I think one of the greatest dangers of single life is the tendency to focus on ourselves. It’s easy to do, but I suspect we have all had those moments where we realize the wisdom of Gaudium et Spes, that we really don’t find ourselves until we give ourselves away. Yet, we don’t always know how to do that. We reach out to people where we have the opportunity, but that doesn’t feel like enough. What is God calling me to? How can I bring God’s life into the world?

Fortunately, we don’t have to figure it all out ourselves. We can just give it God. We can surrender ourselves, or situations and our suffering to Him. We can focus on Him instead of ourselves. We can allow Him to work through our lives.

We can look forward to the next life, when we will finally see all of the spiritual “children” we helped bring into this world.



  1. Reshma-844547 October 18, 2012 Reply

    Great story. thank you for sharing.

  2. Kathleen-5781 October 16, 2012 Reply

    Wonderful Article MaryBeth .. Thank you for sharing this. We are all called to be witnesses of God’s love in the world. I love St. Therese of the Little Flowers saying of “doing small things with great love ” We can still be selfless even when single… we just have more to give to our family and friends who may otherwise be devoted to their spouse… Yes it can be lonely at times but God is there. He knows us better than we know ourselves .

  3. Lydia-889871 October 15, 2012 Reply

    Thank you for bringing up this point, Mary Beth. One of my alma mater’s mottoes was “men and women for others”. This can be done through volunteering or becoming involved in your church as a Eucharistic minister, lector, musician, etc… Doing this for the greater glory of God, and seeing everyone that we are helping as a brother or sister in Christ is a great way to produce spiritual fruit. Not to mention, volunteering is a great way to meet a potential mate!!!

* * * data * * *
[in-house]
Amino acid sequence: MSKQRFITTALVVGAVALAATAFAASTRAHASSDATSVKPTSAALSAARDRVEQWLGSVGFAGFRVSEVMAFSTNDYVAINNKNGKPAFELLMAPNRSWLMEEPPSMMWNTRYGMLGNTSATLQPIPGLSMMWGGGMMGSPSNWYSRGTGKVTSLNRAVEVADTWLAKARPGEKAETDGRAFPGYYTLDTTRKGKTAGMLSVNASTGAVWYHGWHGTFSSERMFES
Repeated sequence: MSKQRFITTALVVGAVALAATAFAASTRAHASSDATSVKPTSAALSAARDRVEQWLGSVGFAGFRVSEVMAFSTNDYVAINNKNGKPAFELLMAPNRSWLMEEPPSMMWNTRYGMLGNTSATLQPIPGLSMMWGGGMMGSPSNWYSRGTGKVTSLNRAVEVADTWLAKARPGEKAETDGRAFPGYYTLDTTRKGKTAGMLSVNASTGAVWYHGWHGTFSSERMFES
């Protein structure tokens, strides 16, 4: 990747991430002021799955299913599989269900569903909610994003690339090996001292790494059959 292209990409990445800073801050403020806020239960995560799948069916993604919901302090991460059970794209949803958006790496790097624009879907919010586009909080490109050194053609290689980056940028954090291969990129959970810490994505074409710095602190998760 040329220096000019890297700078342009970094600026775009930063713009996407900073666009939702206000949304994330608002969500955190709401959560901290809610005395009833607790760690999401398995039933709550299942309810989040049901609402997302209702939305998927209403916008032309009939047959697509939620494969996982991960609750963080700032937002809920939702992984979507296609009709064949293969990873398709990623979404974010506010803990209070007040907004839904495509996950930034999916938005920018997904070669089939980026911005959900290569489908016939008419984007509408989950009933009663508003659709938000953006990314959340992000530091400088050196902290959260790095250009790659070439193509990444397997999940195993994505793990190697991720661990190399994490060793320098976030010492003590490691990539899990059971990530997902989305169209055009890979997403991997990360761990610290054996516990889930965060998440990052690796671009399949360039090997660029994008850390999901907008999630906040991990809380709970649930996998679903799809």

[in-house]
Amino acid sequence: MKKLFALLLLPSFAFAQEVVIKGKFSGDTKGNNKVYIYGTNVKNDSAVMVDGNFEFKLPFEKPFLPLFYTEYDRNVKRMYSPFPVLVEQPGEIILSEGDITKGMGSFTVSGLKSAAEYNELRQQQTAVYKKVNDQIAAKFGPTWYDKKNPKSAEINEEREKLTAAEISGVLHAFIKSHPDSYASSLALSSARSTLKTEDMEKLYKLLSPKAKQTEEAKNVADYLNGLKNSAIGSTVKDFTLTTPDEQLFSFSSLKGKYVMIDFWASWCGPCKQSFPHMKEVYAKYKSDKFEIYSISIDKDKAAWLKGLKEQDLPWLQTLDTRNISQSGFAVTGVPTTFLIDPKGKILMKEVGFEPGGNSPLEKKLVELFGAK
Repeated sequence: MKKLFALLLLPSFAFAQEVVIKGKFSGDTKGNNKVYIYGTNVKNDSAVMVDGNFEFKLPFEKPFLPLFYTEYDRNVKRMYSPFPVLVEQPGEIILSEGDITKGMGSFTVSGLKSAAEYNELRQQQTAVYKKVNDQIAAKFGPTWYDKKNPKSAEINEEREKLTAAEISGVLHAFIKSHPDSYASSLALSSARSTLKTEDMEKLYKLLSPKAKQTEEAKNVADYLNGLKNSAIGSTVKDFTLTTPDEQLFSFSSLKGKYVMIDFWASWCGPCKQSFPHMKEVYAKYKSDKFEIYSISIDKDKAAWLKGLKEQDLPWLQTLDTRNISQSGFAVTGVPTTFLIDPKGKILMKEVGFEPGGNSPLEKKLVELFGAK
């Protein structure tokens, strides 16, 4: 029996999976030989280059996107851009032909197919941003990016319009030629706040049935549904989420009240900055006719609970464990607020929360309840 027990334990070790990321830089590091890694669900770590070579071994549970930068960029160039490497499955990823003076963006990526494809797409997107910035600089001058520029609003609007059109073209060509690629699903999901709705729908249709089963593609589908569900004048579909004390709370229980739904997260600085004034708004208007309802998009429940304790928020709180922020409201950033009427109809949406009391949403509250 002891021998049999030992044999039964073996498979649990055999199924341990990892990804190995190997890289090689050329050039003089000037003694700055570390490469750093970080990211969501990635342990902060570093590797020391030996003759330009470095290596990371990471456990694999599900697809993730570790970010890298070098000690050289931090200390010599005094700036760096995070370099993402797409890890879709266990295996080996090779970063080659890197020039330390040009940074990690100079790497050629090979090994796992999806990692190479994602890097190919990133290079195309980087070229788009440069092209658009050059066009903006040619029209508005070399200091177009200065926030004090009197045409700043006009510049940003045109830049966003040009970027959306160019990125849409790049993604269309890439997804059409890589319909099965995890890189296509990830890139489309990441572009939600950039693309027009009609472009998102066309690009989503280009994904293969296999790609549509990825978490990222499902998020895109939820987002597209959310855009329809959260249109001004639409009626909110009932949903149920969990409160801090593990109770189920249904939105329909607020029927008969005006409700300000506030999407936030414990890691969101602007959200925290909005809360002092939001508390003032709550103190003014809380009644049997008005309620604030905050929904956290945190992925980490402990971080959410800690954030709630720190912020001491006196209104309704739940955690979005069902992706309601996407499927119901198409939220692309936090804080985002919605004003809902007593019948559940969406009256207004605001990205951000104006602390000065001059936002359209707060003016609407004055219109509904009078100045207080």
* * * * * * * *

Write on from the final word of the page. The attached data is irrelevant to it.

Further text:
4. Michael-780154 October 15, 2012 Reply


    Being single again is the hardest thing I have ever faced. The world is made for couples/families, and it seems like “everyone else” has someone else to hold and experience intimacy with (on all levels). Still, while I can understand your pain, I am happy to have found this article and am trying to move forward with my life supporting my parish (its people) through Christ Renews His Parish formation team, That Man Is You attendance, and possibly leading a ministry of my own soon. It is good to give. And, perhaps through giving we will meet the wonderful mates our Lord has chosen for us.

  5. Kellymarie-907953 October 14, 2012 Reply

    I don’t enjoy single living. I’ve lived single for 15 years after my annulment and I feel like enough is enough. I want to share the gifts I have and not be self indulgent. I want someone to hug and be best buddies with. I welcome becoming a couple and I hope it happens real soon with God’s help. Kelly.

    • Thabang-912238 October 24, 2012 Reply

      With the help from GOD you will find someone who will love and cherries you for who yuo are, and it will happen soon.